March 08, 2007


By Hisham Isa, Vice President (Marketing)

Content downloads – the bulk of many a mobile industry business plan – are stagnating. In some cases, they’re even declining. The take home percentage for a mobile service provider isn’t very exciting either. Take the case of a ringtone sale in The Philippines. Retail price is PHP 30 (US$ 0.6). Market rate for revenue share is 30 percent. So that’s just PHP 9 (US$ 0.18) per transaction before royalties and marketing costs. In some countries, the percentage drops to just over 20 percent.
So what’s a mobile service provider to do?

Well, at BuzzCity, we have three revenue streams: membership fees, merchant commissions and advertising. The area where I see the most growth and opportunity is the third item on the list. And I’m not alone in this view:

"The full value of mobile marketing lies in the ability . . . to create more relevant customer experiences among more receptive target audiences," writes IDC vice president Scott Ellison in a report released last week entitled “The Potential Actually Exceeds the Hype”.

IDC predicts that the mobile advertising market will grow more than 25-fold from US$160 million last year to more than US$4 billion in 2011.

“Mobile marketing can reach billions of mobile users in the developing world on an individual basis for the very first time,” the report continues “and thereby create new markets and customer relationships for brands.”

At BuzzCity, though, we’re already running over a hundred ad campaigns. Eighty percent of o
ur advertisers are repeat customers. Ads appear both on myGamma and on 1500 partner sites. Here are some examples:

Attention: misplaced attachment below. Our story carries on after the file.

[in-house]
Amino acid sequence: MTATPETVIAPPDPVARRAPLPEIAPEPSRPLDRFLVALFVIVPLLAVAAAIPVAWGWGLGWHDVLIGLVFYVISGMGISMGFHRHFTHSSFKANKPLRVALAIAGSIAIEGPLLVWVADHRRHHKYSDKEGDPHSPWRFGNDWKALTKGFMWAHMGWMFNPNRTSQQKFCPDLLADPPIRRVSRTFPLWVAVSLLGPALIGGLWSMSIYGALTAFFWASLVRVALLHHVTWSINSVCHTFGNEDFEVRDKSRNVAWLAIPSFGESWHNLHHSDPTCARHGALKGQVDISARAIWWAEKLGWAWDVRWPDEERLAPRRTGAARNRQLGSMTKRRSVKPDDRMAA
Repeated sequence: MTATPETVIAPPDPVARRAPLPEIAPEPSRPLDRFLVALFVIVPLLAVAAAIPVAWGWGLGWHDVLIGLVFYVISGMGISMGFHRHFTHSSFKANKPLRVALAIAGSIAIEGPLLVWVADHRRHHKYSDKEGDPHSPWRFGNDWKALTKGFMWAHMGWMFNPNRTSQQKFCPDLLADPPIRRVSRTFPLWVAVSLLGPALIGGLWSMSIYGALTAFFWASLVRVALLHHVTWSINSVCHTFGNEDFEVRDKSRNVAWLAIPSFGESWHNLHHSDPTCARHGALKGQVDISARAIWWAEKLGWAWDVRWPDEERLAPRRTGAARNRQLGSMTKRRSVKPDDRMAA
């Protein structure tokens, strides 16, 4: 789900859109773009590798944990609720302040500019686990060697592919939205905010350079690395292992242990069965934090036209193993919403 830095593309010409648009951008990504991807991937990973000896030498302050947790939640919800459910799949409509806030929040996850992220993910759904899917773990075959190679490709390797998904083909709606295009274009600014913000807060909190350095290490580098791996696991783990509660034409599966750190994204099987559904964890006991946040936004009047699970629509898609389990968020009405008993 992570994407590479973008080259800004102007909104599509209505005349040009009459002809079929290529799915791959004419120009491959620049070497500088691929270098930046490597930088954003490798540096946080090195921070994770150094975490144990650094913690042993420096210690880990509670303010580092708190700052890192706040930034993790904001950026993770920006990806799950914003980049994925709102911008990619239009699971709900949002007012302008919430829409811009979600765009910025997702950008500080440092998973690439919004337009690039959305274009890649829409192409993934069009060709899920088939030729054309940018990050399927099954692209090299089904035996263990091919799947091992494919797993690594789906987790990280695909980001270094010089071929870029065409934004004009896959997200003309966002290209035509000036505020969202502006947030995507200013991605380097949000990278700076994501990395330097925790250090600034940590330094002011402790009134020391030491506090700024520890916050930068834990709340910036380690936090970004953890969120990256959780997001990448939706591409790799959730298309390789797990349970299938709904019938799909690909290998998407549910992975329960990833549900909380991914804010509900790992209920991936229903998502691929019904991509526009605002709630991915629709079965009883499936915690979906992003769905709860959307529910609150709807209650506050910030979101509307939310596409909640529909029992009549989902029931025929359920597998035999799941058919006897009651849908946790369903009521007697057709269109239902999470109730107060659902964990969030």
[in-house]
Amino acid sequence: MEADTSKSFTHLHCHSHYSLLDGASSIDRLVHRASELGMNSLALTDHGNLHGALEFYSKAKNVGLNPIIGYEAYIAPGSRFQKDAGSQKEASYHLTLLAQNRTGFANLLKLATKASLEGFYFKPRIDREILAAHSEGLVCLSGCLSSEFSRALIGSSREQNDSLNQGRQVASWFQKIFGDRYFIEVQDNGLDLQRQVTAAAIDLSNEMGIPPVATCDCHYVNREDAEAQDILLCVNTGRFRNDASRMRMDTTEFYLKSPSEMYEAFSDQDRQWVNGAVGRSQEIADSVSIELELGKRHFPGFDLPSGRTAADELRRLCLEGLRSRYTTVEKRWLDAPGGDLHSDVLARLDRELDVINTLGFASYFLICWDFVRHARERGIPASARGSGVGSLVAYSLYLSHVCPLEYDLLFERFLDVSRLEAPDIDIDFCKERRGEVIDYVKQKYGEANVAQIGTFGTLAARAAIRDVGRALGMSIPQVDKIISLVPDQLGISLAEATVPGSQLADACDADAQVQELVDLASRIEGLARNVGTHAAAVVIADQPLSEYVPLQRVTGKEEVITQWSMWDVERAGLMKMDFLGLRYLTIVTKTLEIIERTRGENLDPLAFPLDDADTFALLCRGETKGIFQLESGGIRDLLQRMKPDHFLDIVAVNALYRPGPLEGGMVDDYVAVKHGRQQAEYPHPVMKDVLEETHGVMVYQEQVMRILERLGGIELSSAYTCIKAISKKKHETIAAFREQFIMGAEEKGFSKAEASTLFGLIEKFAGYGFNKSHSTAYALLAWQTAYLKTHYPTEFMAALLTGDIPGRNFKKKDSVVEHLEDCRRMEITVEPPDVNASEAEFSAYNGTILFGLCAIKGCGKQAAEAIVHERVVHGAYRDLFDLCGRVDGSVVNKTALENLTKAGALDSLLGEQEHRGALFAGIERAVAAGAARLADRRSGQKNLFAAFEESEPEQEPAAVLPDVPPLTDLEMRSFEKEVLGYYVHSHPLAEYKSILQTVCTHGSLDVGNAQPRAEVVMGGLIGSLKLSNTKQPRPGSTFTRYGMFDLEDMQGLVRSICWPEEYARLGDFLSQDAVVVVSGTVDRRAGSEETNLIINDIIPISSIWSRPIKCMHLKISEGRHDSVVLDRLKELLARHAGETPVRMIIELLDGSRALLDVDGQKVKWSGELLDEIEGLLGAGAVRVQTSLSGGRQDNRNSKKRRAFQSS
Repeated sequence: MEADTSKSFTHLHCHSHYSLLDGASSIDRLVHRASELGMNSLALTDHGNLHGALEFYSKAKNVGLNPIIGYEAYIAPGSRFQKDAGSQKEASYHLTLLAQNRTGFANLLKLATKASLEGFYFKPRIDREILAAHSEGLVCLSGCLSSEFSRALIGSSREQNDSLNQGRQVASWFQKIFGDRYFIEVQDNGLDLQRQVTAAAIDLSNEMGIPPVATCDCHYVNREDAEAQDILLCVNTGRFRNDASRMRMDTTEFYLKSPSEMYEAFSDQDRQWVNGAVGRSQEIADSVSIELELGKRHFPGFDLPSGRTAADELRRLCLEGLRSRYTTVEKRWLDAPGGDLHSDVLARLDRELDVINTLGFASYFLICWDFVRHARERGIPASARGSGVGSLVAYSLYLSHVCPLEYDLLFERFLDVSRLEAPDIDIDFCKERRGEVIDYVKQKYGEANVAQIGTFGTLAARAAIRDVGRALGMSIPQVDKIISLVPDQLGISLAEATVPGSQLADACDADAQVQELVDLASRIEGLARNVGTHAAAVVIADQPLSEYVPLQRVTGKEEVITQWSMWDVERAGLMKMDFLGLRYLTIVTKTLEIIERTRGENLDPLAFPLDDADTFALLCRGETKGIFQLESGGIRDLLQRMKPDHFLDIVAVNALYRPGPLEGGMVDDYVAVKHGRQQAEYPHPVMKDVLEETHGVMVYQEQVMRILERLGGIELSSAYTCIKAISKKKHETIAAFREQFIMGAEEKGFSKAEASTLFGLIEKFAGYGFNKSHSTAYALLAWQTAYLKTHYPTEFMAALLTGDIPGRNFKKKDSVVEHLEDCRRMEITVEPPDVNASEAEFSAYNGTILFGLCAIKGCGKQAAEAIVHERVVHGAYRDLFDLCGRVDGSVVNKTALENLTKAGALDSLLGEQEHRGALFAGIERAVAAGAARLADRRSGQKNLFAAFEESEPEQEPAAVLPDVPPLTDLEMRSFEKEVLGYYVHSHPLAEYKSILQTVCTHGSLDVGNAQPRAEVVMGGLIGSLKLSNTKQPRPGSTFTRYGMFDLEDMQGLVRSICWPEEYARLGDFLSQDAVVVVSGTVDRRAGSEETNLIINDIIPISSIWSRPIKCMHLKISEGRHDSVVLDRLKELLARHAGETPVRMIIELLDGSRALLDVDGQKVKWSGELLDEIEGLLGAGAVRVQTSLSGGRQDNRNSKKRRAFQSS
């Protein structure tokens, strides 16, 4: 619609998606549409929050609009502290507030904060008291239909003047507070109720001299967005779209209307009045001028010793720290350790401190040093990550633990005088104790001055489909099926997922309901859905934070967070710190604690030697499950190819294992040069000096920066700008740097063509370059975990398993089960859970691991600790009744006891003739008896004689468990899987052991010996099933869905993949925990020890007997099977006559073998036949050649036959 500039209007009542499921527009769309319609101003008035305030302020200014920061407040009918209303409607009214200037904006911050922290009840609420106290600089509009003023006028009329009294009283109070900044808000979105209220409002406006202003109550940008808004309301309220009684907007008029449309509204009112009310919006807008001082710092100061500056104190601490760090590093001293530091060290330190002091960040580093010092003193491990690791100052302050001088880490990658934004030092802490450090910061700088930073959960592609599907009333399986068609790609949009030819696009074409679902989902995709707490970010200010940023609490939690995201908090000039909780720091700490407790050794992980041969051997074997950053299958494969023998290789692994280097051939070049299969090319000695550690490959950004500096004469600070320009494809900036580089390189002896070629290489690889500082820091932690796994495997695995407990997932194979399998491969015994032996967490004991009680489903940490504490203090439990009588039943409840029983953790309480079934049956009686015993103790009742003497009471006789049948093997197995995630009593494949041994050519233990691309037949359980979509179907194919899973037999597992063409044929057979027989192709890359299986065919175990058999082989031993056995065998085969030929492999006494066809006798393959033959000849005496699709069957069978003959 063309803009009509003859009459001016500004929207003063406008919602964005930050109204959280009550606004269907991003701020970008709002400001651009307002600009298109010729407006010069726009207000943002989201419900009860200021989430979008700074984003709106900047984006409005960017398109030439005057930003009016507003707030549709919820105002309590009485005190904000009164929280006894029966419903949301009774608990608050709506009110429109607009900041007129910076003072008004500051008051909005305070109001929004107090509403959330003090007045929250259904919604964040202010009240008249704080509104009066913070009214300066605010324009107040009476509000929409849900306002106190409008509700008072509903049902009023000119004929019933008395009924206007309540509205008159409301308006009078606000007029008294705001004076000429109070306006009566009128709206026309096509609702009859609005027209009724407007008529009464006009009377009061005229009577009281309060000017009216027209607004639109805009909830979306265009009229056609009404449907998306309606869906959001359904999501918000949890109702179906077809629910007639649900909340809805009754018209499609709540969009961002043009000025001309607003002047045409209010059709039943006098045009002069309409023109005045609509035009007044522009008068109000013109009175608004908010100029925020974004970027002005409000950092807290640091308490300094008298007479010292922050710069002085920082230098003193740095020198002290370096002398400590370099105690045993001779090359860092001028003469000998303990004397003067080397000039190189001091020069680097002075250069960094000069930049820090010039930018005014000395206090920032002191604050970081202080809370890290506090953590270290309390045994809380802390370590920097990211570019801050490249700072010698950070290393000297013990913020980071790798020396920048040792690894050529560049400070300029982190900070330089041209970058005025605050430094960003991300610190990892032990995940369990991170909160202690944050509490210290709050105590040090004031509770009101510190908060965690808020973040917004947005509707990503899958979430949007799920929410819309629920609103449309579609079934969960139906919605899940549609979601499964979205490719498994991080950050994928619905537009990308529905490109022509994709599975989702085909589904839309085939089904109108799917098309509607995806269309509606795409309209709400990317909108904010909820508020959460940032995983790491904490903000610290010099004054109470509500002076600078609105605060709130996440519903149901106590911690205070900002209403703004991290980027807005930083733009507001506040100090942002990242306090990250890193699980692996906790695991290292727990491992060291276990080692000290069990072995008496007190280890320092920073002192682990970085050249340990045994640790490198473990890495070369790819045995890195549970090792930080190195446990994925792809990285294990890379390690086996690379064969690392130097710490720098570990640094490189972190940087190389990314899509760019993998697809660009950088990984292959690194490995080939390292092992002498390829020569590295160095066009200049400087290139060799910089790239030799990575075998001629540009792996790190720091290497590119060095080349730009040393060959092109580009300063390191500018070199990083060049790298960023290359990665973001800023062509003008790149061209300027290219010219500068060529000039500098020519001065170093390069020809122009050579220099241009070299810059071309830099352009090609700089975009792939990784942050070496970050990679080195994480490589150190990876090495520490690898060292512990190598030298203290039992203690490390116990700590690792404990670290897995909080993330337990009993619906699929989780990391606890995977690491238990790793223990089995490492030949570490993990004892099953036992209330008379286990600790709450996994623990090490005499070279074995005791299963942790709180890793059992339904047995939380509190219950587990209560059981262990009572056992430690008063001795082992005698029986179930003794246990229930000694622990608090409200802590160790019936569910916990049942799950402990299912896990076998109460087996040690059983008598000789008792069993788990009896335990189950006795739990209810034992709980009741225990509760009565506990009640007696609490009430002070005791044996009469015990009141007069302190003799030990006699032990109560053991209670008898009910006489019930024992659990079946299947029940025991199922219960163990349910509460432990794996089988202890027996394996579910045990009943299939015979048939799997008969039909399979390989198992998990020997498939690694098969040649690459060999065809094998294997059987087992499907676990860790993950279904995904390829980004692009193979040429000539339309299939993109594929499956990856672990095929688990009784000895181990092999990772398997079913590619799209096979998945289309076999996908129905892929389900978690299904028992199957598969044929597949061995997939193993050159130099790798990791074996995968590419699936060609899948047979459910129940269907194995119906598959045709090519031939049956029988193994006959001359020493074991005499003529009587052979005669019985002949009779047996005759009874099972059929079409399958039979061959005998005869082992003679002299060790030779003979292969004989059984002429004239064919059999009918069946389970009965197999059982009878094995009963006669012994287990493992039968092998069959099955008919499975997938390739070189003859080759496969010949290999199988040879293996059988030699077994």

* Mobile agency Mobiclicks is running ten campaigns for clients targeting users across South Africa.

* Malaysia-based mobile I.T. expert mTouche are running a regional campaign across southeast Asia. They chose to advertise on a mobile platform because of the rising cost of traditional print ads.

* US-based Cellufun is advertising across our network.

BuzzCity’s story is not typical of the industry at the moment – advertising already accounts for 15 percent of our total revenue and should rise to 40% in 2007 – but we believe we are at the forefront of the mobile marketing wave.

The next wave of content is likely to be specialised information (bus schedules, cricket scores, weather reports) with huge public appeal, and this is likely to
attract the most ads.

You’ll notice that the first adapters are companies also working in the mobile space. Brick and mortar firms have been slow to adapt, mainly I think because media agencies are still overlooking the mobile sector. This will soon change though. Here’s why:

1. Mobile phones are the best platform for reaching people outside major urban centres, particularly in developing countries. This is a big driver in places like India. Mobile phone networks extend beyond the big cities into areas with poor TV reception and limited newspaper or magazine distribution. Mobile networkers also have a very different demographic than internet users (see Kok Fung’s article).


2. It’s cost-effective. We auction our ad space – similar to Google. The higher a company bids, the more likely its ad will be shown. The average cost per click is 2 US cents for a campaign on myGamma, so a one-month mobile media buy for a regional southeast Asian campaign costs US$10-15k. Compare this with (a) internet ads or (b) print campaigns. Google ads cost at least 5-6 cents a click (popular keywords cost more!) A print campaign in a single country, Malaysia, is US$42k. That will buy you regional exposure for 3 months on a mobile platform.

3. Mobile marketing offers a unique one-on-one experience. With traditional media, the net cast is really wide. Plus TV viewers can take a break during commercials to go to the kitchen or toilet. Mobile networkers, on the other hand, keep their eyes on the screen. It’s easier to target content to them based on their preferences and usage patterns.

The biggest obstacle that service providers like BuzzCity face in this area though comes from telecom operators. In the PRC, for example, China Mobile is making it increasingly difficult (and expensive) for mobile phone users to surf outside of a pre-approved network. But more about this in the next blog entry from our China expert, Andrew Lim.Hisham Isa

For more about mobile adverstising, join us at Mobile Content World Asia 2007, where Kok Fung will be speaking about global trends.